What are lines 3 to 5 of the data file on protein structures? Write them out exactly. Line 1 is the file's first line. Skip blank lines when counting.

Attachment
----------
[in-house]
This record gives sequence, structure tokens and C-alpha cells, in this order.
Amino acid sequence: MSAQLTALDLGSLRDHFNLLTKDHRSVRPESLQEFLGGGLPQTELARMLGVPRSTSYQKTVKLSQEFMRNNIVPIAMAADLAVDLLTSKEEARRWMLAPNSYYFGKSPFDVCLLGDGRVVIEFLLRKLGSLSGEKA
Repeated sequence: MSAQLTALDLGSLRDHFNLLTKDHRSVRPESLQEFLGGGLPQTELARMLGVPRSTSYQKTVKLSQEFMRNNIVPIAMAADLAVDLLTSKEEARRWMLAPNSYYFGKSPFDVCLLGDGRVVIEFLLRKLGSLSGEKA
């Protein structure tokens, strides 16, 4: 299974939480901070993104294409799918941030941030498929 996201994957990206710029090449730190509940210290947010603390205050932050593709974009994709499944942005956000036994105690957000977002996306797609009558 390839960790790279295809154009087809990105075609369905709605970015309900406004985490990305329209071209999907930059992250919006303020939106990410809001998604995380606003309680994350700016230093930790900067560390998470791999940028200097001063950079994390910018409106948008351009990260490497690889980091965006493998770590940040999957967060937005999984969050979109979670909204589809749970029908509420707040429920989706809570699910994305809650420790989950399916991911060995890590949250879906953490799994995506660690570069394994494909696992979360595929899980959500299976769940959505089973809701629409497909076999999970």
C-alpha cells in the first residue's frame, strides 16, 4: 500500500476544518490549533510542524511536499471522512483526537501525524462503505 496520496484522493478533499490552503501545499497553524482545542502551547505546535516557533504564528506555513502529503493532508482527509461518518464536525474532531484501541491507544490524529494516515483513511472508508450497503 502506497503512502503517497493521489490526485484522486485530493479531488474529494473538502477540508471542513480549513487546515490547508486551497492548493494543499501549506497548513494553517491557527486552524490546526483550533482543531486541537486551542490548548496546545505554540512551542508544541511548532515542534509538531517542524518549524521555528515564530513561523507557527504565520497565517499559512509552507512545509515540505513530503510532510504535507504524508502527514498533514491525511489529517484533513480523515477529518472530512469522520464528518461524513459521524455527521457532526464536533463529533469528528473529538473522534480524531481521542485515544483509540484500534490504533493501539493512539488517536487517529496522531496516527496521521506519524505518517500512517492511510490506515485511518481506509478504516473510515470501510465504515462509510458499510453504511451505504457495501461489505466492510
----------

Amino acid sequence: MSAQLTALDLGSLRDHFNLLTKDHRSVRPESLQEFLGGGLPQTELARMLGVPRSTSYQKTVKLSQEFMRNNIVPIAMAADLAVDLLTSKEEARRWMLAPNSYYFGKSPFDVCLLGDGRVVIEFLLRKLGSLSGEKA
Repeated sequence: MSAQLTALDLGSLRDHFNLLTKDHRSVRPESLQEFLGGGLPQTELARMLGVPRSTSYQKTVKLSQEFMRNNIVPIAMAADLAVDLLTSKEEARRWMLAPNSYYFGKSPFDVCLLGDGRVVIEFLLRKLGSLSGEKA
């Protein structure tokens, strides 16, 4: 299974939480901070993104294409799918941030941030498929 996201994957990206710029090449730190509940210290947010603390205050932050593709974009994709499944942005956000036994105690957000977002996306797609009558 390839960790790279295809154009087809990105075609369905709605970015309900406004985490990305329209071209999907930059992250919006303020939106990410809001998604995380606003309680994350700016230093930790900067560390998470791999940028200097001063950079994390910018409106948008351009990260490497690889980091965006493998770590940040999957967060937005999984969050979109979670909204589809749970029908509420707040429920989706809570699910994305809650420790989950399916991911060995890590949250879906953490799994995506660690570069394994494909696992979360595929899980959500299976769940959505089973809701629409497909076999999970």